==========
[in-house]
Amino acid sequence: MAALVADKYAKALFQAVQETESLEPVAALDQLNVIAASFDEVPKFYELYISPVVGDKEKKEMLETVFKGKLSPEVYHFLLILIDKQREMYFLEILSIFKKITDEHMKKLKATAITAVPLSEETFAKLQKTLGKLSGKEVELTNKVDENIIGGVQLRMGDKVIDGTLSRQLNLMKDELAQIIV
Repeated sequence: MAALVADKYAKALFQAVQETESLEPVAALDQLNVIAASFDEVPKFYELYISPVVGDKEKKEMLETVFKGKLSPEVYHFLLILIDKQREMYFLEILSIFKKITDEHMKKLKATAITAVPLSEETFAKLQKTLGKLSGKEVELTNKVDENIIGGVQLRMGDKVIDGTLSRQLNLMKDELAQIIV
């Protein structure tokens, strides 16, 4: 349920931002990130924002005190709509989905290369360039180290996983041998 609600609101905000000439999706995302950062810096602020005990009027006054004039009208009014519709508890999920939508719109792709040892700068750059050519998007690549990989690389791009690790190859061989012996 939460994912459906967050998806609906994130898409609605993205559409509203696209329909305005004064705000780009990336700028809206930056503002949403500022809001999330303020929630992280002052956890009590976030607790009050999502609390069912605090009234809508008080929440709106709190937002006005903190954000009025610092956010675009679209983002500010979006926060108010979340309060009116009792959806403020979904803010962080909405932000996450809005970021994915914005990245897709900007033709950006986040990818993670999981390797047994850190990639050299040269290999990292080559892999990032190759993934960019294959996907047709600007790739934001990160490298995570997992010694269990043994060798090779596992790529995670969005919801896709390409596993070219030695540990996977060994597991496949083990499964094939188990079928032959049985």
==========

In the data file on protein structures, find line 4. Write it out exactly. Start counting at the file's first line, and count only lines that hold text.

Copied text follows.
């Protein structure tokens, strides 16, 4: 349920931002990130924002005190709509989905290369360039180290996983041998 609600609101905000000439999706995302950062810096602020005990009027006054004039009208009014519709508890999920939508719109792709040892700068750059050519998007690549990989690389791009690790190859061989012996 939460994912459906967050998806609906994130898409609605993205559409509203696209329909305005004064705000780009990336700028809206930056503002949403500022809001999330303020929630992280002052956890009590976030607790009050999502609390069912605090009234809508008080929440709106709190937002006005903190954000009025610092956010675009679209983002500010979006926060108010979340309060009116009792959806403020979904803010962080909405932000996450809005970021994915914005990245897709900007033709950006986040990818993670999981390797047994850190990639050299040269290999990292080559892999990032190759993934960019294959996907047709600007790739934001990160490298995570997992010694269990043994060798090779596992790529995670969005919801896709390409596993070219030695540990996977060994597991496949083990499964094939188990079928032959049985």